A Short Guide to Human Factors in Medical Devices
Interview with Educo Life Sciences trainer Richard Young
The main aims of Human Factors Engineering (HFE) or usability are to create safe and effective medical devices and IVDs for human use. It is concerned with the design of devices that considers human capabilities, limitations, and characteristics.
HFE in medical devices has become more important since the introduction of the MDR and IVDR. To meet the General Safety Performance Requirements (GSPRs), manufacturers must document user interface for the intended user in the intended environment.
We interviewed our medical device and IVD trainer, Richard Young, to discuss human factors engineering to get some valuable insight. Richard provides answers to the following questions:
Why are we seeing an increase in training enquiries around human factors engineering (usability) for medical devices? What has happened and what has changed?
HFE has always been a discipline and there has been a greater interest in it as the state-of-the-art process has developed over the last 10 to 15 years. What we see in Europe with the MDR and IVDR, there is a greater emphasis on usability as it is seen as an important part to meet the GSPRs. As a result, the profile of HFE has increased.
There have been changes to the GSPRs, specifically looking at the intended use and intended environment of products. A lot of medical procedures have moved out of a clinical environment to the home, and this has driven more thinking around HFE.
How can manufacturers approach HFE? And what should they do about legacy products?
Yes, we need to include HFE as part of the development process. A lot of products on the market have a limited design history which needs updating. Part of the process of updating, the requirement of usability comes into play.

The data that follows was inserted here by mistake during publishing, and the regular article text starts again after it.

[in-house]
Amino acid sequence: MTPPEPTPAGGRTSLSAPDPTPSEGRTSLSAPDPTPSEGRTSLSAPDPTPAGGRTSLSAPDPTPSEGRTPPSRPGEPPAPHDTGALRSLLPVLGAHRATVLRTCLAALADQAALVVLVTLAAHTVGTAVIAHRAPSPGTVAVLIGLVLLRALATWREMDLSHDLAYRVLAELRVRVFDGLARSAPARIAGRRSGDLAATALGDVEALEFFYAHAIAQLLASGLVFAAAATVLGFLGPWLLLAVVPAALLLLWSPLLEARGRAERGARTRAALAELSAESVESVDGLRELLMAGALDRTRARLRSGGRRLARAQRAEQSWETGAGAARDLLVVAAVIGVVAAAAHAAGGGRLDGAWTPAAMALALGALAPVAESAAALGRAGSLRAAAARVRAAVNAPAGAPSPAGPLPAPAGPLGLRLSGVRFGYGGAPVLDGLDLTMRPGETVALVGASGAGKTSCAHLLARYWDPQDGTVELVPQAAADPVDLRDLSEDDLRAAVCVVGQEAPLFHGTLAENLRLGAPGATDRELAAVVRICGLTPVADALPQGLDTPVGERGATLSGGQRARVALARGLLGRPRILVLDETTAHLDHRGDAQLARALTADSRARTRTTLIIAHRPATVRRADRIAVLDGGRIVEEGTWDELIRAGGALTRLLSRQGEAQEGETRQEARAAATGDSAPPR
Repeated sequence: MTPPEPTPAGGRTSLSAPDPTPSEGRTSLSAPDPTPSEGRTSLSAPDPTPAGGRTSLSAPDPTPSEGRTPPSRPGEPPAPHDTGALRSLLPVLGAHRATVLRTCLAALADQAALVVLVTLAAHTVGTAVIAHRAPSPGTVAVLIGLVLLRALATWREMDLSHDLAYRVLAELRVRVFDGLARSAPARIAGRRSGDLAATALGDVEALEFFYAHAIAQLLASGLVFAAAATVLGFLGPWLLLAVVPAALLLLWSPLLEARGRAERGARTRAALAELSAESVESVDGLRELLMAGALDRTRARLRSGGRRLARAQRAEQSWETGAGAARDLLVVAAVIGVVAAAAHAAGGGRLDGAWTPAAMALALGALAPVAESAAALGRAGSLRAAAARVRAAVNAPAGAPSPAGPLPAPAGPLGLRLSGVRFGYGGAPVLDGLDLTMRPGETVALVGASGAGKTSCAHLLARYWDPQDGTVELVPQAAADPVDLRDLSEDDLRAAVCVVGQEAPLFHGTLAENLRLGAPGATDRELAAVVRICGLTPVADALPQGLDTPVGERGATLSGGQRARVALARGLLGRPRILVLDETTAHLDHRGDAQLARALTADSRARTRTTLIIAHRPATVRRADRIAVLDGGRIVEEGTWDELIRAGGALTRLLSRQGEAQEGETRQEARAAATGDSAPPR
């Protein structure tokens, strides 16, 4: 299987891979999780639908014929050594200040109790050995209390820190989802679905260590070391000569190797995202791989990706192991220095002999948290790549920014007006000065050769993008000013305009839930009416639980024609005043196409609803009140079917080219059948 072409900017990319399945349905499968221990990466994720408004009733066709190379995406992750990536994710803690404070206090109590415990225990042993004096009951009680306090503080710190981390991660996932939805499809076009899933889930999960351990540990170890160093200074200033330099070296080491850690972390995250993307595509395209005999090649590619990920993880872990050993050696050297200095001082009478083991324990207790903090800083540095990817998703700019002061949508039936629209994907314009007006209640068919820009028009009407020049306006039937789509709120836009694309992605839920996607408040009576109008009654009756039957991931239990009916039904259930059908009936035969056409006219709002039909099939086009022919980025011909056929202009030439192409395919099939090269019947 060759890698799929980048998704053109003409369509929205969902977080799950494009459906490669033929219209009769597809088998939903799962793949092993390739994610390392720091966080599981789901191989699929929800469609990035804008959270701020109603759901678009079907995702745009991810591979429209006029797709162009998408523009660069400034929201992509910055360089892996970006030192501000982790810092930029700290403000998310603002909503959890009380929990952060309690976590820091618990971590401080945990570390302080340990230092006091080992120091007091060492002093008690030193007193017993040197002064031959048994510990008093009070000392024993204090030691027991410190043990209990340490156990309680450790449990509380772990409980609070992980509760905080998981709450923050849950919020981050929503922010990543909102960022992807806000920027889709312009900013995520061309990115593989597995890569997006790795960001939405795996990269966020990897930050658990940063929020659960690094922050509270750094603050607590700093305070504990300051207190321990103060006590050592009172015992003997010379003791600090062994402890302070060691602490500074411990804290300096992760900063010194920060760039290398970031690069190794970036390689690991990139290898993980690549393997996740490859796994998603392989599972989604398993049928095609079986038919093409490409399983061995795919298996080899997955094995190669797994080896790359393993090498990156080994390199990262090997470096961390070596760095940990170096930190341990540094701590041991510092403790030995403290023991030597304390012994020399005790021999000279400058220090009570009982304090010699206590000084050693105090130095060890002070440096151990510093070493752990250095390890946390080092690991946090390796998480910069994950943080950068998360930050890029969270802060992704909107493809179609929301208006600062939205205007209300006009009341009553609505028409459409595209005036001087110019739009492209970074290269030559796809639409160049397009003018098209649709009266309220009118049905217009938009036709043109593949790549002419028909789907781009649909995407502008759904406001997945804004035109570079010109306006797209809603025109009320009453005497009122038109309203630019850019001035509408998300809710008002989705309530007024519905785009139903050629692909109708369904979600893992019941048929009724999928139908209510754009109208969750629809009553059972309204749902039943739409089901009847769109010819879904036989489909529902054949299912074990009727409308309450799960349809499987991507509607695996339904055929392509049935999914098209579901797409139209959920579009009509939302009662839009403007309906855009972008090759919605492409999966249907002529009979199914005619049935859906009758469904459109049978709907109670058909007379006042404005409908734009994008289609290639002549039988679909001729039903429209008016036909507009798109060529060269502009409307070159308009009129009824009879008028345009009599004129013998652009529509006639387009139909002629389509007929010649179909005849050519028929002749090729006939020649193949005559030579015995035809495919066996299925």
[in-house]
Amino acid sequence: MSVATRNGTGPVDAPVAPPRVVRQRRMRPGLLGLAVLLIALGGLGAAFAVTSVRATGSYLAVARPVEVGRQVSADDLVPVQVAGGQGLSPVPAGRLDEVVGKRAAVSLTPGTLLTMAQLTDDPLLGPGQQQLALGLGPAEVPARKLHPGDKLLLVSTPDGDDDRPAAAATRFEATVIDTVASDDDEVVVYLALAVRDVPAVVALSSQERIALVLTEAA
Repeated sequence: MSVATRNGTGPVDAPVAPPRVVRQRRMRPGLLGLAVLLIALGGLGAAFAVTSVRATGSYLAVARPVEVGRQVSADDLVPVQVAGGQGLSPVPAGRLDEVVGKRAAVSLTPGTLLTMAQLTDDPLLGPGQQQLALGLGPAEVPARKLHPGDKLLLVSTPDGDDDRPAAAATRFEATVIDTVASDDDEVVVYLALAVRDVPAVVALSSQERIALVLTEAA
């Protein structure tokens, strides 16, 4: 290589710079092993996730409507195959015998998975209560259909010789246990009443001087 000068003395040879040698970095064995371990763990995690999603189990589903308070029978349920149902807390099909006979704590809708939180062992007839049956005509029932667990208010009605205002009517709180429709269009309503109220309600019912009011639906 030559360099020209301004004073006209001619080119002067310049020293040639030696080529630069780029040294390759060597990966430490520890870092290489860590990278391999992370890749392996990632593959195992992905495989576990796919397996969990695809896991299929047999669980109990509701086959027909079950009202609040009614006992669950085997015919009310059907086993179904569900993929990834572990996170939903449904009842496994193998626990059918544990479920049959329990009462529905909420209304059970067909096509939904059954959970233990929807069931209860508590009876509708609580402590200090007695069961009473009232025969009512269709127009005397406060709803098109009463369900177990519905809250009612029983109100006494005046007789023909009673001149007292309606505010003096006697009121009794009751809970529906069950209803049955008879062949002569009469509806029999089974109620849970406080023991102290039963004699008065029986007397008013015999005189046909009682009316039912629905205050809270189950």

Europe is synchronising with the US. The absence of the state-of-the-art approach now results in a refusal to accept regulatory submissions. The main standard on usability is IEC 62366, released in 2015, which asks us to have a process at the early stages of development of the product which then runs throughout the lifecycle of the product. This is connected to risk management and tries to factor in human factors from the very beginning of the product and throughout the lifecycle. The standard then has various verification and validation steps to conduct to verify that human factors have been considered and addressed in the design. This is done through a series of experiments.
For legacy products, it can be both easier and more complicated. The standard gives us two approaches to take. The first, assuming nothing has changed with the product and there is a stable user interface, we are allowed to treat the user interface as an unknown pedigree. You would then document a review of the product, and this is often deemed sufficient so long as you can demonstrate continuity of the user interface in the environment it is used.
Where this goes wrong and the second approach needs to be applied, is when we discover the user environment, intended user or intended use has subtly changed over the lifetime of the product. If this has not been reflected in the data, it then needs to be updated and some elements of the design process may need to be repeated.
Is this only applicable to manufacturers selling in Europe or is this something that is required in countries globally
Globally, it is a growing requirement. It is certainly required for the European and US markets. The FDA have some very good guidance that is freely available which outlines what the FDA wants to see and the terminology they want you to use. The FDA have really increased the emphasis on usability to the point where they will refuse to accept a submission if human factors have not been considered in the application. This is where the FDA stop reviewing the application and send it back to you.
From a timeline perspective, the failure can be costly in terms of time and costs. If you want to get it right first time, we need to consider usability and have sufficient documentation to demonstrate compliance with the standard.
Is a usability study always required for device products?
As each device is unique, we must generate design verification data to meet regulatory requirements. In some cases, you may not need a study, IF you can show that the user interface has not changed and historically worked for many years. Manufacturers need some documentation to ensure they meet the GSPR. Either an assessment of historic pedigree or a study using clinical expertise or focus groups to qualify them for their use in the field. When thinking about a study make sure it is proportional to the risk classification of your product, is focused and brings you value for money.
Watch the interview on human factors below:
Learn more about the course: Understanding IEC 62366: Human Factors and Usability for Medical Devices
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